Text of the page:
• Utakata, pink pigtailed Gnome of death

    I am curious, can we be polite, respectful but still long on snark? :)

    • John Morales

      No, unless your definition of snark differs from the generally accepted one.

      • Utakata, pink pigtailed Gnome of death

        And you are?

      • John Morales

        You are missing a predicate in your question.

      • Utakata, pink pigtailed Gnome of death


        Oh, hi there. Allow me to introduce myself. I am usually a lurker on the FtB blogs and a big fan of P.Z. Myers. But I usually don’t make myself known that much, because I agree with most of the things said, so I don’t usually need to add to it.

        However, on the occasion, I feel we need to have a better sense of humor…than say that of a Muslim cleric. So I on that occasion I make a joke in hopefully good taste about the subject. Hense the smiling face emote I made about the snark remark after I posted it…which you seem to have taken seriously. Not sure why…or that you’re even a tone troll that has managed to evade PZ’s Dungeon trying to make a point, Hitchens forbid. But either way, I think we have bigger fish to fry then arguing over someone’s not the best attempt at humor (I know, it needs work). Shall we move on?

        …and my extreme apologies to Libby for this getting somewhat out of hand. It wasn’t my intention.

      • John Morales

        However, on the occasion, I feel we need to have a better sense of humor…than say that of a Muslim cleric.

        We do, do we?

        Not sure why…or that you’re even a tone troll that has managed to evade PZ’s Dungeon trying to make a point, Hitchens forbid.

        Such acumen!

        …and my extreme apologies to Libby for this getting somewhat out of hand. It wasn’t my intention.

        If it wasn’t your intention, why did you first compose the apology and then submit the comment?

        Ah well, you have managed to amuse me somewhat. Thanks.

  • Phledge

    Libby Anne, welcome to FTB; I don’t remember when I first saw your blog but was definitely reintroduced to it by Ophelia Benson. As a previous fundie and currently sister to one, I appreciate trying to walk the line between calling out the stupid and calling someone stupid! I expect that I will be comfortable here and at Pharyngula for very, very different reasons.

    Also, lol on the visual of the elk hunting party crashing through the deer hunt.

  • fastlane

    Good luck with the blog.

    I won’t be posting here, as I will not post where comments are edited, but I wish you luck. (Besides, I’ve been dealing with religious idiocy for too long and have pretty much lost all patience.)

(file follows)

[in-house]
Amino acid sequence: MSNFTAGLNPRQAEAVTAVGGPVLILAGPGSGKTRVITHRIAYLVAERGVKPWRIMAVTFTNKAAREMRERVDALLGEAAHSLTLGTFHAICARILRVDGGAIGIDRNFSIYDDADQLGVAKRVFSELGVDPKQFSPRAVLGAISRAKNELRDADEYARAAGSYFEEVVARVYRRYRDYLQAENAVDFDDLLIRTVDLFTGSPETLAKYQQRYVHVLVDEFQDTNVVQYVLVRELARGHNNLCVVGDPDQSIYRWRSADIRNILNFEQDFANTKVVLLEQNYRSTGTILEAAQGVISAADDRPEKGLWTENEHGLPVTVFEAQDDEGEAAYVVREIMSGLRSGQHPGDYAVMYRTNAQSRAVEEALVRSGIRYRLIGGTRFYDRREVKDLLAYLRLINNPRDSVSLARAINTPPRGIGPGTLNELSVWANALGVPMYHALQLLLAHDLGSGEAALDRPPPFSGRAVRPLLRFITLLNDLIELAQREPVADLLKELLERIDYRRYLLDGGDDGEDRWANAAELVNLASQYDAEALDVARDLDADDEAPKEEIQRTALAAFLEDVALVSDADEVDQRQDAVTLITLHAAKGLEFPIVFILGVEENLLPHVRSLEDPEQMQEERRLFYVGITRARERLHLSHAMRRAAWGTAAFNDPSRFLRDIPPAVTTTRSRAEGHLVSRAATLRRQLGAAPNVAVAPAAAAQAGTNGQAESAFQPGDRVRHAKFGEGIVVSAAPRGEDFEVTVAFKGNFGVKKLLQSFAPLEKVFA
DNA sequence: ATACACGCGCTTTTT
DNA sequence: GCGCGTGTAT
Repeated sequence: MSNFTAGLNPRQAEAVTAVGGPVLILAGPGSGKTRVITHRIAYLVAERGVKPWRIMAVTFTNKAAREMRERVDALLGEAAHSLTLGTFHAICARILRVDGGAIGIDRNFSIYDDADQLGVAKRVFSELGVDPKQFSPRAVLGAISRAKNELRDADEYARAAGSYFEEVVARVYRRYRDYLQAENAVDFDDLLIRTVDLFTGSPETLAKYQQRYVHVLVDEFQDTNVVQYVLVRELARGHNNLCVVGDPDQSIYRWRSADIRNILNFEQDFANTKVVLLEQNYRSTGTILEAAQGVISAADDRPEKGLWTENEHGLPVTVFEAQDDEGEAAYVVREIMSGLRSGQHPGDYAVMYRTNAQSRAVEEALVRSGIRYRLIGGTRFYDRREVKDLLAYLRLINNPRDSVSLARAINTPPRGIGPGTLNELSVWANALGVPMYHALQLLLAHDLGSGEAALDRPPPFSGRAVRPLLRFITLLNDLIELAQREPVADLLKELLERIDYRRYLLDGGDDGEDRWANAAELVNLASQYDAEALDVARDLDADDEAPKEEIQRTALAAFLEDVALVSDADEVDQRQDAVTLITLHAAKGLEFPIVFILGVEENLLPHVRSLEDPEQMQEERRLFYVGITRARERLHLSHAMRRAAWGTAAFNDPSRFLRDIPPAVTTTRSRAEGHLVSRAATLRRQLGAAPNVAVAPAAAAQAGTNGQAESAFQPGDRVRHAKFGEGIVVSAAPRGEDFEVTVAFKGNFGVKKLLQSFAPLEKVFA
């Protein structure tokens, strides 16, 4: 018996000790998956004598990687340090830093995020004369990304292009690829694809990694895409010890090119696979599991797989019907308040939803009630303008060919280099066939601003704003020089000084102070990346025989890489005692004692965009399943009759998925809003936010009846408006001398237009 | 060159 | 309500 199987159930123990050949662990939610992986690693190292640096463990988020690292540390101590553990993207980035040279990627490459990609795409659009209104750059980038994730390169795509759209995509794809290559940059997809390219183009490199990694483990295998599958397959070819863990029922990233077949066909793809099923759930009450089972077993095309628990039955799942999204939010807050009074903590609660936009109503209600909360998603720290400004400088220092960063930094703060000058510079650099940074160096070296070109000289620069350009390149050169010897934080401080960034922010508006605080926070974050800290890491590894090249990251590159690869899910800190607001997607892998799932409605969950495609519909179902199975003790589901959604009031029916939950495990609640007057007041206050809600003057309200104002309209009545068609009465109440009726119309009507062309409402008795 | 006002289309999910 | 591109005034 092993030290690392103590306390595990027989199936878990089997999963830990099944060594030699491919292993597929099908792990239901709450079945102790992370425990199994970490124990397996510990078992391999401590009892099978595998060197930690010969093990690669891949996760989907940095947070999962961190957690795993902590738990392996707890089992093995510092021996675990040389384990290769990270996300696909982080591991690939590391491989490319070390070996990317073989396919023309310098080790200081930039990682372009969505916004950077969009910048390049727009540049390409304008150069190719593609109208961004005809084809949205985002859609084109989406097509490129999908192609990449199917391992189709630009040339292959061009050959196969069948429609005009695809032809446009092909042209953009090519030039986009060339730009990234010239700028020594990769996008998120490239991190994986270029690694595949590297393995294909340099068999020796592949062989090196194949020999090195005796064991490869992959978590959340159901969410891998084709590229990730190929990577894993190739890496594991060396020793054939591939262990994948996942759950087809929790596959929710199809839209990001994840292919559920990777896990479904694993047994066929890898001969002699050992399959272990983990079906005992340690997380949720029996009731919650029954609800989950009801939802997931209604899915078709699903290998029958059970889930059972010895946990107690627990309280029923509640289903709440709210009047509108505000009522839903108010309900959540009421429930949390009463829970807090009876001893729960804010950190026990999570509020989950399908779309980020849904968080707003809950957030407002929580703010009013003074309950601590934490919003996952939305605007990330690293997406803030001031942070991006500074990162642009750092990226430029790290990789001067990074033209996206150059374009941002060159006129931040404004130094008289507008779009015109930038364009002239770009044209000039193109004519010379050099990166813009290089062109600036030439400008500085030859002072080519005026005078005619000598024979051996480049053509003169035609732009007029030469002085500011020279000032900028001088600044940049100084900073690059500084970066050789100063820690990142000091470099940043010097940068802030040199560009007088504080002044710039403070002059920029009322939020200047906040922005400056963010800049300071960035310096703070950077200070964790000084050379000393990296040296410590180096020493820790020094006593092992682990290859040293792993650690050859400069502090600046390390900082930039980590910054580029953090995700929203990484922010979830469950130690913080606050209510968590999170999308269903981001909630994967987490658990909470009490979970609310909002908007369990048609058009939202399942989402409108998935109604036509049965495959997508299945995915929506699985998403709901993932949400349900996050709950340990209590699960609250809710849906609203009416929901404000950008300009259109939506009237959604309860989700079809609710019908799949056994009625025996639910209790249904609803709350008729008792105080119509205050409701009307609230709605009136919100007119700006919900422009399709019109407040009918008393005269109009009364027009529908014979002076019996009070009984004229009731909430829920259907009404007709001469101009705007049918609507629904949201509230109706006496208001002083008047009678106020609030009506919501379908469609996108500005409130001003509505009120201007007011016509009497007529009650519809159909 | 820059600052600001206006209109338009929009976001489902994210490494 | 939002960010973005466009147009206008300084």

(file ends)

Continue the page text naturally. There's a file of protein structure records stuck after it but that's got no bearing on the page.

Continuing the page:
• Douglas Kirk

    I’m not really a frequent commenter at any sites, but I look forward to this blog. Your reviewed comment policy seems pretty similar to one of my other favorites here, Greta Christina’s. It will be nice to get inside the ehad of the truly fundamentalist christians, since being raised catholic, I wasn’t often exposed to fundamentalist thinking. (Well, that’s a lie; I was exposed early and often but in the sideways, extra-super brainwashy way that the catholic church, and really any moderate church as well, handles it.)

    The only thing I hope, and it’s something that I’m often disappointed in at popular blogs, is the clamor and requirement for respect goes both ways. You can’t ask the atheist to please disagree with the theist’s ideas rather than attack the theist on one hand while letting the theist repeat atheist stereotype after stereotype even after being proven wrong on the other, or attack the atheists as immoral monsters repeatedly without reproach.

    But I’m sure you know that, and I look forward to reading the dialogues here.

  • kisekileia

    Libby Anne, I think these comments speak for themselves. From what I can tell, the FreeThought commenters, even the ones who are okay enough with your comment policy to hang around here, are completely oblivious to the fact that some theists oppose fundamentalism and antifeminism just as much as you do. I really really don’t think your comments are going to be a safe space for any theists here.

    • Travis

      I think this is unfair. I am not sure how you have drawn this conclusion, could you point to any specific comments? This topic has been discussed many times and people are well aware that there are Christians that are feminists and are against fundamentalism Christianity. That does not mean these people get a free ride on their religious beliefs.

      • lucrezaborgia

        She probably means the use of terms such as goddist that certain commentators have decided is interchangeable with theist. Tho I’m kind of with her in that I don’t really agree with theist either but it’s not my blog.

        Again, most of this debate can be easily resolved if people read the comments on her previous blog. We all managed to operate perfectly fine with these rules. I don’t think anyone over there thought that their self-expression was overly impinged. It’s really not that hard to follow her rules.

  • Kaoru Negisa

    The few times I’ve commented on her other blog, Libby has given me a lot to think about by this method. Being encouraged to tone down rhetoric gives us an opportunity to examine our own thoughts that are often hidden by our previous conclusions. I don’t recommend this always in all situations, but having a place where I need to approach cautiously gives me the chance to really delve into why I believe something.

    While I prefer scouring satire in my writing, I appreciate her approach to discussions and am more than happy to tone myself down (or at least try to explain my reactions) in comments.

    Welcome to FtB, Libby.